Rapaki Track- Port Hills, Christchurch

My first walk back in N.Z. Something I’d been dreaming about for a while. Its strange when you’ve been thinking about a forthcoming event for such a long time, that when it finally happens you’re in a bit of a daze. It was in such a daze that I left my girlfriend’s mum’s house and headed out for my walk. Full of jet-lag and anticipation. I’d planned this walk even before I’d landed after the 24 hour flight.

I started from the Christchurch suburb of Beckenham and would head for the hills! The Port Hills to be precise. A range of hills that separate Christchurch City from the port of Lyttelton, popular with locals and tourists alike. My plan would be to head to the top of Mt Vernon via the Rapaki Track and back in time for lunch.

After walking through the quietness of suburbia, my walk would really start at the Mount Vernon Valley Track Car Park- at the end of Hillsborough Road. This would then lead me on the gradual northern slopes of the Port Hills. The accessibility of the track is superb, which is why it’s such a popular walking, cycling and running track in Christchurch. Within 15 mins from the front door, I was walking through the car park and at the trailhead.

Bell Bird singing away

Straight away I was immersed in native bush. The sounds that had once become so familiar when I’d lived in New Zealand were filling my ears again. Bell bird, Fantail and Tui all producing their strange calls over the hum of cicadas.

Quickly after starting, I realised I wasn’t quite on the right track and needed to head to the other side of the steep valley. This was easily rectified by taking a track called ‘Roger’s Seat’ that I saw would connect up with the Rapaki Track. Passing a beautifully positioned bench that faced the city (Roger’s Seat), I was soon on the main track.

The Rapaki Track isn’t a hidden gem or Christchurch’s best kept secret. Its well known to the locals. But, it’s still a fantastic route by any stretch. Bikes and fellow pedestrians use this track for recreation now, but the current track follows the route Maori once used to get to the small settlement of Rapaki from Otautahi (Christchurch).

View of Christchurch from the track

The well maintained track and the gradual ascent made for a leisurely walk, giving me time to take in the fantastic views of Christchurch. The Southern Alps providing a beautiful backdrop to the city.

The Rapaki Track stretches out in front as you climb. Bush quickly gives way to the parched grassy slopes and gnarled, weathered tips of the hills. The slopes on which I was walking are part of a volcano that would have been very active some 6 million years ago, but now (thankfully) extinct and showing its age through wind blown scars and tors.

With one last, slightly steeper section, the path hits the crest of the hill. Now, I don’t know what I was expecting, but, I had a pretty big shock when I reached the road at the top of the track. The view towards Banks Peninsula was incredible. Maybe for the people that live around there and have grown up with it, it’s not so impressive. But for me, someone who hasn’t, it was spectacular. In fact, I’m sure any Cantabrian would still find it one hell of a view.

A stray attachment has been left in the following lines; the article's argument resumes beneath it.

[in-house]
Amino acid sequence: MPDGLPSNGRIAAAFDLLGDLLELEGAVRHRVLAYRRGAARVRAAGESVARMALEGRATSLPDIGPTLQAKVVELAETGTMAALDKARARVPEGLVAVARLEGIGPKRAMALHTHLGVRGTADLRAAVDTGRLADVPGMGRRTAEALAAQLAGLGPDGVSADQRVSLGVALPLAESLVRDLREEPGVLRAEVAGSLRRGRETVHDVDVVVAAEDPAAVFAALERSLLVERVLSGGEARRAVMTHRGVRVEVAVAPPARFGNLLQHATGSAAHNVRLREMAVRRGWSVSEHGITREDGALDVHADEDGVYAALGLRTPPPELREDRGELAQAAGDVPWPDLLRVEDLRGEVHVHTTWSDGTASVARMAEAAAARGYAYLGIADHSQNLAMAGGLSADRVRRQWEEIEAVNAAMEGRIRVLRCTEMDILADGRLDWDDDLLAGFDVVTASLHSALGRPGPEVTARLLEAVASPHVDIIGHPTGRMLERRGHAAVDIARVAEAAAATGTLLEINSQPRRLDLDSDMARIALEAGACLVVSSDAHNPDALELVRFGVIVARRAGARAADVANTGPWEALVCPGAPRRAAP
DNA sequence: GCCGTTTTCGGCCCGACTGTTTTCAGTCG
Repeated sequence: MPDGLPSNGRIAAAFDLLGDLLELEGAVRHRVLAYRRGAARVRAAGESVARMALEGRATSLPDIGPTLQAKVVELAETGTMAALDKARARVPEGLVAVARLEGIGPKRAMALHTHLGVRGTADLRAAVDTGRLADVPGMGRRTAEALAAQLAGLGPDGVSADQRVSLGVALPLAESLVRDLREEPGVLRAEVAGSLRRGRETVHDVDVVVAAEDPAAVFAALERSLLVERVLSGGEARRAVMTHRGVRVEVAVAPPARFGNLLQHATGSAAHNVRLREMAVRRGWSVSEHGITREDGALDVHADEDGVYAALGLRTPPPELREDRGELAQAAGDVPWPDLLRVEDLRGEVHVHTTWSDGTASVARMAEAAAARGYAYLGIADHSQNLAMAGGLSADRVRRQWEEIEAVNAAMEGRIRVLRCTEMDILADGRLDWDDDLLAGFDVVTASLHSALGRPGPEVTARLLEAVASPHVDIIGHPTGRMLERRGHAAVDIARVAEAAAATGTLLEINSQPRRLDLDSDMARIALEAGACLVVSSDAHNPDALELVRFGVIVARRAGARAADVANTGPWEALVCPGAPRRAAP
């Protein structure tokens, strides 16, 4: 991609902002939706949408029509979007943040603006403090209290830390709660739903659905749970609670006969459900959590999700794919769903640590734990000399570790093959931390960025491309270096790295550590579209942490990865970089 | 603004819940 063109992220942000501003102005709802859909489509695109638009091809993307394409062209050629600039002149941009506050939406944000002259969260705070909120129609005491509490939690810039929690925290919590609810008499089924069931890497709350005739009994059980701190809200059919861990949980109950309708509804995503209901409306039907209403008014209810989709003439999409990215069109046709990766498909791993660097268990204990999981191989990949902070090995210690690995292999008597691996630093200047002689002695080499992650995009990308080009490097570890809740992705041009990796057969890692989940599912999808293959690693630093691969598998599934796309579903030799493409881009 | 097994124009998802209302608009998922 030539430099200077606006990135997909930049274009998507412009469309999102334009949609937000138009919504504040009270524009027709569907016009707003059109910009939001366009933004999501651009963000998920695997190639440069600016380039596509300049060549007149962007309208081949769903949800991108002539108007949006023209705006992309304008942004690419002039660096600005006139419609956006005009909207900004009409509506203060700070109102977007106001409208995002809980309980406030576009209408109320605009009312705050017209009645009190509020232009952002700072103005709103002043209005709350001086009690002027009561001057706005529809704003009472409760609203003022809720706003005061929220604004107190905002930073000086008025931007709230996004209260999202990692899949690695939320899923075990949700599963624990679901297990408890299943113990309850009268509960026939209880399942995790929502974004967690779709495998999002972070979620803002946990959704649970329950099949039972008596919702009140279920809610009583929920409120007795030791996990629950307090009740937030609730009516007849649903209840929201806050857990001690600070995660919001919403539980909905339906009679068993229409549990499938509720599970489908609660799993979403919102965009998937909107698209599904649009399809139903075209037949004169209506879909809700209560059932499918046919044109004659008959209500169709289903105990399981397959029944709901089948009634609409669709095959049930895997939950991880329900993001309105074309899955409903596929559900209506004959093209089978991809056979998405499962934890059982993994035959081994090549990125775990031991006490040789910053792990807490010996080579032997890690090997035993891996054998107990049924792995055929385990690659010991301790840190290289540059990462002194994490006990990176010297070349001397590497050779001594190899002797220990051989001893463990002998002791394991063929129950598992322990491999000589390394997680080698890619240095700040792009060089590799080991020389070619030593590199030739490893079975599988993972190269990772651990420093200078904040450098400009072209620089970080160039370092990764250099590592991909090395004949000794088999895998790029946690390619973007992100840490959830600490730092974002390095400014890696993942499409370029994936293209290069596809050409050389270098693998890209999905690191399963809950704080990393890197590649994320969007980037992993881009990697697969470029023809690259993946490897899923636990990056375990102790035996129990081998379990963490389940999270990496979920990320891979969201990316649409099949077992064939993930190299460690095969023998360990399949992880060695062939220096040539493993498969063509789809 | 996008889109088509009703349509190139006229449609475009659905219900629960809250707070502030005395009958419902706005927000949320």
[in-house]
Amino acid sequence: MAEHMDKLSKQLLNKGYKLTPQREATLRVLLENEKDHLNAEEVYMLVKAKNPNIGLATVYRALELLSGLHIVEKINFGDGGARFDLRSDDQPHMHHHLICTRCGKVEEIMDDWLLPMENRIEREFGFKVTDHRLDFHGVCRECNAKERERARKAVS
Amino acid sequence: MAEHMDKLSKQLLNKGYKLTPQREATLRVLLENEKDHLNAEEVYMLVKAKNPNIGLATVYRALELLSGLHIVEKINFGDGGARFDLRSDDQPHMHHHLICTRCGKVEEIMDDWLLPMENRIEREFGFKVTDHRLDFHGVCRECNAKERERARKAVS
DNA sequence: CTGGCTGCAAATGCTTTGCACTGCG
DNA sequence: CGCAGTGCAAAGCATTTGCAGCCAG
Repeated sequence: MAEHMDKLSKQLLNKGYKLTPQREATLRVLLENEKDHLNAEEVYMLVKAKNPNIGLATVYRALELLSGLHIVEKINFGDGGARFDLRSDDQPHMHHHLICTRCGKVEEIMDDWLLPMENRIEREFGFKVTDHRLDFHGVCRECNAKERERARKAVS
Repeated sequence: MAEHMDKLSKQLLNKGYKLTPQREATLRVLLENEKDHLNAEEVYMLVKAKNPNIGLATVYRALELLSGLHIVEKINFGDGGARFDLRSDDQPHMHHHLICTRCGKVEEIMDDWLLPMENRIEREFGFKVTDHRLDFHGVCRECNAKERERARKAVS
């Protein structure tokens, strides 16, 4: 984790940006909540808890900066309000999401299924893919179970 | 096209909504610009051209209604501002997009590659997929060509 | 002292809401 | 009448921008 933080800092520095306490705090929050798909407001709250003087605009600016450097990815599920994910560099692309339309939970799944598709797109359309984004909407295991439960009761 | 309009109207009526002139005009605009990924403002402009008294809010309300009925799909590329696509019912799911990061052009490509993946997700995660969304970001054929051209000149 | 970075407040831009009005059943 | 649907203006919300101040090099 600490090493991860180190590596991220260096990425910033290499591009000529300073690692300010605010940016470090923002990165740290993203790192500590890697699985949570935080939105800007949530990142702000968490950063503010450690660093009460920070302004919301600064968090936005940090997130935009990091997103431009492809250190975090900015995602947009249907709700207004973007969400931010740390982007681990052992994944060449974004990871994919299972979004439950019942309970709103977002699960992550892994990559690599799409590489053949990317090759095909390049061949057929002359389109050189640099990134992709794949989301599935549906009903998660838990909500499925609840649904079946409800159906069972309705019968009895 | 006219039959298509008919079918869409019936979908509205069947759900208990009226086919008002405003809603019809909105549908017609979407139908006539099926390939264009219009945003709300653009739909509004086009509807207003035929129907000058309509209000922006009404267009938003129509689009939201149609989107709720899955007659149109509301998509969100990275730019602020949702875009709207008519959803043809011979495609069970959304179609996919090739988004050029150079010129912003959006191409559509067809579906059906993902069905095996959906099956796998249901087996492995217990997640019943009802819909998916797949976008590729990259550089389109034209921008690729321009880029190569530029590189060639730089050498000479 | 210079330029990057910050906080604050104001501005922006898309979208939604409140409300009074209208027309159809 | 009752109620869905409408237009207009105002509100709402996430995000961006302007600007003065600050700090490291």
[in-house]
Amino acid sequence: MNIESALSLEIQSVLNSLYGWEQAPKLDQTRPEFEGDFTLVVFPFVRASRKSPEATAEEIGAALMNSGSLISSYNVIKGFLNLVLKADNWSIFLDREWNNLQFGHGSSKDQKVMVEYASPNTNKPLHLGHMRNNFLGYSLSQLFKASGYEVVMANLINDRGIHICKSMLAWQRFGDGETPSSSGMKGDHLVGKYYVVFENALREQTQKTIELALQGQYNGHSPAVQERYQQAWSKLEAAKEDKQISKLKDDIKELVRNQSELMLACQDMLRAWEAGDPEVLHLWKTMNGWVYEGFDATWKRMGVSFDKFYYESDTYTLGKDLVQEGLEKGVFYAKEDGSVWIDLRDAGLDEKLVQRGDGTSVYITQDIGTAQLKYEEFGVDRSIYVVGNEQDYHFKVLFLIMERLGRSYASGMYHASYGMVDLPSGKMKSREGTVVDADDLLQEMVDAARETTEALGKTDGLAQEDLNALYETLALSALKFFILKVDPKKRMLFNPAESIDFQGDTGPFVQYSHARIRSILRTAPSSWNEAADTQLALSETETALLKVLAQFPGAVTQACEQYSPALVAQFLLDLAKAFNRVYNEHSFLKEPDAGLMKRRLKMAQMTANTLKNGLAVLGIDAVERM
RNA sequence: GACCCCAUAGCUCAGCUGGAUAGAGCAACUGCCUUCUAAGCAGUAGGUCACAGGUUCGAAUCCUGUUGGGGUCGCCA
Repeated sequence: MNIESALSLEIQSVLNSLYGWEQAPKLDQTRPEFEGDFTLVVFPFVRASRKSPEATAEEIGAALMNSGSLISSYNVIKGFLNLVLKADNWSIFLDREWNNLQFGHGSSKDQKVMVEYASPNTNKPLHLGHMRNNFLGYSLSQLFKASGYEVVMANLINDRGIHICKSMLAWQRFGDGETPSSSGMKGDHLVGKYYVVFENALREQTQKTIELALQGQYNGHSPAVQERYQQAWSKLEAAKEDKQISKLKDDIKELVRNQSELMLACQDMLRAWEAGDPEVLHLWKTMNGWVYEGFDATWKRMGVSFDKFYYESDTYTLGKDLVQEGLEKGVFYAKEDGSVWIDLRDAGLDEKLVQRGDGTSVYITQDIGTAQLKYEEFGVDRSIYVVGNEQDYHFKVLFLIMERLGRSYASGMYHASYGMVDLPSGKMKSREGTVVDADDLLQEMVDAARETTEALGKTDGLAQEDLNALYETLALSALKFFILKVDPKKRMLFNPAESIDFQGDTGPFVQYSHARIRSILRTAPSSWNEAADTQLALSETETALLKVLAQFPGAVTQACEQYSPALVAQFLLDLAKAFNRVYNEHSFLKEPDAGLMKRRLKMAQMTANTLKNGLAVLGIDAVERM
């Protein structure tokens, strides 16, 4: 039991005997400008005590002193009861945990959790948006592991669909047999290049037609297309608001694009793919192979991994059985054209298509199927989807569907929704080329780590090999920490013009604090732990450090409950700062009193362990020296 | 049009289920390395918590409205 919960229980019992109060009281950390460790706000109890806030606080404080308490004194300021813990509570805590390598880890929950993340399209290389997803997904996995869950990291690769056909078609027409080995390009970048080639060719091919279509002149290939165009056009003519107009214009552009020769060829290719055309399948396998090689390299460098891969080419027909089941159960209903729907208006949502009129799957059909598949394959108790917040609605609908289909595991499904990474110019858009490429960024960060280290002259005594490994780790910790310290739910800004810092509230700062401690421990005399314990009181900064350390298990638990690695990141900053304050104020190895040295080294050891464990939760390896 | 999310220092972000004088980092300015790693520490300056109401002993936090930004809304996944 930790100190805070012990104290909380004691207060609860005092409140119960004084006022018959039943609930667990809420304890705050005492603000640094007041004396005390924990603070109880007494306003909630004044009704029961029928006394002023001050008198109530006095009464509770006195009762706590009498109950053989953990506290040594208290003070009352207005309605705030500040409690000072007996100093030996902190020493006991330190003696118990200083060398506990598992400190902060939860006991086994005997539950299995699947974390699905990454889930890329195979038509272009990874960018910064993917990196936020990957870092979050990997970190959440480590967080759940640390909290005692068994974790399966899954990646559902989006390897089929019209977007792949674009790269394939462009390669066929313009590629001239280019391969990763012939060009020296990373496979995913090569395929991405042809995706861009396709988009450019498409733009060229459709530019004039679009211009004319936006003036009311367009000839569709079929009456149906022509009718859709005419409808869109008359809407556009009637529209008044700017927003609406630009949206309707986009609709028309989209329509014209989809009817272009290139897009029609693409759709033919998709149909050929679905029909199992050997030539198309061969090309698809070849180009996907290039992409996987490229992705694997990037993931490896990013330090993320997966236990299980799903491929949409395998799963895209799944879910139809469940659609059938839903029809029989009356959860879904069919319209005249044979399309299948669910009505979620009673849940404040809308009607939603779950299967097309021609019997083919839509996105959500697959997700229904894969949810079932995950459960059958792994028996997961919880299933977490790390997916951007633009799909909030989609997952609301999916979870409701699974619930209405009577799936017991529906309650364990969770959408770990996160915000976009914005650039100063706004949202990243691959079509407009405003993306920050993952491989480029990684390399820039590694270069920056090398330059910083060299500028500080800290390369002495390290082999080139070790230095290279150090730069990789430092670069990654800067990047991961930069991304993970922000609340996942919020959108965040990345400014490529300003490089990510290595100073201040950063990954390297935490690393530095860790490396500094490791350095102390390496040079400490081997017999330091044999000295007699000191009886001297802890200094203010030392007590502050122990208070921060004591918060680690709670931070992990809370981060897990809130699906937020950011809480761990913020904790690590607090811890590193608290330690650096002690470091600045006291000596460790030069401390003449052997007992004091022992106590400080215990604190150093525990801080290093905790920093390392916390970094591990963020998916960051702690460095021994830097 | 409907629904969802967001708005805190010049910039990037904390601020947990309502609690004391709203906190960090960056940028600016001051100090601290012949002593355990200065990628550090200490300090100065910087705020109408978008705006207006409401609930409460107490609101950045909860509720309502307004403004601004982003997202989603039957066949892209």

I sat on a rock to take in the view for a while. Lyttelton Harbour looked so serene in the early morning sun, with the water as calm as a mill pond. Sat on this little perch overlooking the harbour, I was introduced to more of New Zealand’s residents. Swallows flew just above the grass looking for insects and sitting on barbed wire just asking me to take photos of them.

Then, perhaps New Zealand’s most famous resident (after the Kiwi and Frodo of course) made itself known. Yes, the sheep! I think for my first walk back in N.Z it was appropriate to see some wooly jumpers.

After a short rest, it was time to do the last climb up to the summit of Mount Vernon. This just meant following the road slightly west and then heading up the ‘Crater Rim Walkway’ signposted to the summit. At only 462m, it’s not exactly the tallest lump. However, the views from the top were panoramic. From here you could see a huge swathe of the Southern Alps and the beautiful Banks Peninsula. A few snaps and a swig of water later, I was heading back down Mt Vernon and towards the direction I had come.

View of Banks Peninsula from the Summit

Back onto the Rapaki Track, but with a slight variation. On the return journey, I decided to vere off the Rapaki Track and take the Valley Track which runs parallel to the Rapaki- but on the other side of the Valley. I actually somewhat preferred the return journey. It was quieter on the Valley Track, just a small single path hugging the bottom of the Valley.

Wax Eye/Silver Eye

Once again, the track went back into the bush. This gave me the chance to stop for a while and take some photos of the array of birds that were present. Fantails whizzed around my head almost constantly. Saying ‘Haha, you can’t get a photo of me!’. Well, eventually one stayed still long enough for me to get a quick snap.

Curious Fantail

The path then led me back to the car park where I started the trail. I sat for a while to contemplate about the last few hours and think about how to blog about it.

After having looked forward to this walk for such a long time, it didn’t disappoint. Not that it ever could. This walk was just a reminder of what N.Z has to offer the walker. From a quiet suburb to a breathtaking view and back again, all in one morning. I’m just itching to get out and explore as much as I can of this country. I know there is so much out there to see, and a whole lot to learn!

On Foot Notes

Map Needed: Topo50 map BX24

Rapaki Track/Mount Vernon Tracks- Christchurch City Council

More info on the history and also for volunteering opportunities in the Port Hills- Summit Road Society